Big labor says Carter callous to job losses

Swelling unemployment is spurring new complaints from organized labor that the Carter administration, in its war on inflation, is callous to the impact of job losses on American families.

Lane Kirkland, president of the AFL-CIO, officially expressed "deep distress" over White House policies that would impose new hardships on workers by permitting unemployment to rise. Further increases, possibly to 8 percent or more, are predicted by organized labor's economists. Other economists generally agree that the rate of joblessness will go up.

The national unemployment rate rose in March to 6.2 percent of the work force , which means that an estimated 6.4 million were jobless. The increase largely was the result of spreading layoffs. Most of those newly out of work were adult men for whom employment had been fairly stable before; these workers usually are the last to be affected by layoffs.

Janet L. Norwood, the US Commissioner of Labor Statistics, said the "deterioration of employment" during the first three months of this year largely is due to a construction slodown, but that it also reflects layoffs in auto, rubber and other industries.

Richard W. Rahn, chief economist of the Chamber of Commerce of the United States, said bluntly in Washington, "It is clear that we are rapidly going into a recession." Other business-related economists echoed this view, many describing the rise in unemployment and drop in employment as "the clearest signals we have had yet from the labor market about a recession."

The President's anti-inflation budget and present tight money policies gaurantee the recession, these economists say. Spokesmen from organized labor call the policies "social callousness." John T. Joyce, president of the International prospects "frighteningly gloomy now." Building trades workers already are 11.4 percent unemployed.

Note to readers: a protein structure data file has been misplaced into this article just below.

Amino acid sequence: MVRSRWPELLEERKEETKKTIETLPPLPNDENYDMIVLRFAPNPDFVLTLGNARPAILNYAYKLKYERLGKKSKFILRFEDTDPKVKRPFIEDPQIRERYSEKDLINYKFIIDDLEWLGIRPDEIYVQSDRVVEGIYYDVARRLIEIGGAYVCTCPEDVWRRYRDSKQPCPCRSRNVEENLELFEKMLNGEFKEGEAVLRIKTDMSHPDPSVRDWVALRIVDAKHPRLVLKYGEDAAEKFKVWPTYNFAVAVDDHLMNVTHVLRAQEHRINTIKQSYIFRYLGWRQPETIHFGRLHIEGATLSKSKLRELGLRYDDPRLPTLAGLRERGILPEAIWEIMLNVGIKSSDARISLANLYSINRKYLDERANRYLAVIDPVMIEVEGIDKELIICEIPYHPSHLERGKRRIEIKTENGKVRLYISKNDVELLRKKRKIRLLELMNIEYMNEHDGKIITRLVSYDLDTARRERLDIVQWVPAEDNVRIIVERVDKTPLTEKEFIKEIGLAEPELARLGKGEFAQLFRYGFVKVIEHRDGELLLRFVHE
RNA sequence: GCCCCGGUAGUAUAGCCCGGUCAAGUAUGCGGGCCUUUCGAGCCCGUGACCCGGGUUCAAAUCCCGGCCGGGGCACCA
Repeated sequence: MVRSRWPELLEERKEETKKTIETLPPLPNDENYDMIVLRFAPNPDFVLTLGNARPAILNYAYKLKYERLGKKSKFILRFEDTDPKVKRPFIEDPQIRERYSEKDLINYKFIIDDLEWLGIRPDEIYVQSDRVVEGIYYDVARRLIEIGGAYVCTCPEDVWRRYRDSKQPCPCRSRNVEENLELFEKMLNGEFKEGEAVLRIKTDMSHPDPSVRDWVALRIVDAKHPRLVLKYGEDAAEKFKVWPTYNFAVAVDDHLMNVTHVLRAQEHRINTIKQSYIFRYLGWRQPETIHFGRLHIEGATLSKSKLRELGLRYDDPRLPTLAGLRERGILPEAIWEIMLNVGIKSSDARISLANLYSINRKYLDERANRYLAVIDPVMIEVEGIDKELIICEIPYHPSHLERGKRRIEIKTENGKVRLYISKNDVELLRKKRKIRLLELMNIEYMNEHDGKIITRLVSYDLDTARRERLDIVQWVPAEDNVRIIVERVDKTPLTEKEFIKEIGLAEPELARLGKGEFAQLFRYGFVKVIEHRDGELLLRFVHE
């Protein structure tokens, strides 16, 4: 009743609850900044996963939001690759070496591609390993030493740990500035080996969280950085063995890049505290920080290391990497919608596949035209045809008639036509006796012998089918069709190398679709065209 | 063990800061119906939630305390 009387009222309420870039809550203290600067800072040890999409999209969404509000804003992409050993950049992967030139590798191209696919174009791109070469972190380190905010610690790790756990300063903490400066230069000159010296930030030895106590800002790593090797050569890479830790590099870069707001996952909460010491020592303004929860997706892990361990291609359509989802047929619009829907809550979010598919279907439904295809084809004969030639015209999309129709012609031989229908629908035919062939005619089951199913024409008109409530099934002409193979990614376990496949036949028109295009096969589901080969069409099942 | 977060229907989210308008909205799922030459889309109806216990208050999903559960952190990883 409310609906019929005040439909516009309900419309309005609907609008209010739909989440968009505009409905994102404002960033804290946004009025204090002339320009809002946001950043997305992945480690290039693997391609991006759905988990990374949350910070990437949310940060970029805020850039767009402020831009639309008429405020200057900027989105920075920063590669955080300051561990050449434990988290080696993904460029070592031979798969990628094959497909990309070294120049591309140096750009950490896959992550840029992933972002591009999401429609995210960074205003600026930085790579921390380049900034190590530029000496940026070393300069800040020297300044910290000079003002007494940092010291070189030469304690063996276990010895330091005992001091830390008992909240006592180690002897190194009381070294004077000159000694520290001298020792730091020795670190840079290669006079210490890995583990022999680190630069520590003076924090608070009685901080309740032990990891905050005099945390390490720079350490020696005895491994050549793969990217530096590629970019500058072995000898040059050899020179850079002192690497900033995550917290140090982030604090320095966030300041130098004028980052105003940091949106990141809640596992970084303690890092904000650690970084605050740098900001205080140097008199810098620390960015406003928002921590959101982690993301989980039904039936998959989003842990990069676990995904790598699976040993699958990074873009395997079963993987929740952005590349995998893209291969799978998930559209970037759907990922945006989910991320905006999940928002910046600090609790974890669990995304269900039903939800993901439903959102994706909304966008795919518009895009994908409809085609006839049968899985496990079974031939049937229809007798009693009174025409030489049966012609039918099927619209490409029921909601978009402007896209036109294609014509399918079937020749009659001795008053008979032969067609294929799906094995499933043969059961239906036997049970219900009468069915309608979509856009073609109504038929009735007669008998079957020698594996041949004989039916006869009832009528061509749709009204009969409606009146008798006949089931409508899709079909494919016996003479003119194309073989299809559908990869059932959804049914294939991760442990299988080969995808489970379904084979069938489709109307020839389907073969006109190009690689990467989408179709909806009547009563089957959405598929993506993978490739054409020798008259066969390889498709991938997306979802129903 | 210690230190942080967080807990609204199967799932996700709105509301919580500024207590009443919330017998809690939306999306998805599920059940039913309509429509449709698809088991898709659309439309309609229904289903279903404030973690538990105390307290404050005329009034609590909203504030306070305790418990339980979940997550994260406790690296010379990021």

While 4.9 percent of adult males in the labor force were unemployed, the jobless rate for women was relatively steady at 5.7 percent The stability is important: Women contribute more than one-fourth of family incomes and more than one of every eight families now is headed by a woman.

Dr. Norwood noted in a study of the social aspects of unemployment in 1976 that regardless of unemployment aid, "the psychological and social effects [of joblessness] can be very great and the drain on financial reserves can be very serious." Many social scientists have charted increases in crime when unemployment rises.

AFL-CIO's Mr. Kirkland says labor is "deeply distressed" that the White House has "so quickly and crudely scuttled and sacrificed" the jobs of workers "to expediency, politics, and the demands of the financial community," a criticism that has sharp political overtones in a presidential election year.

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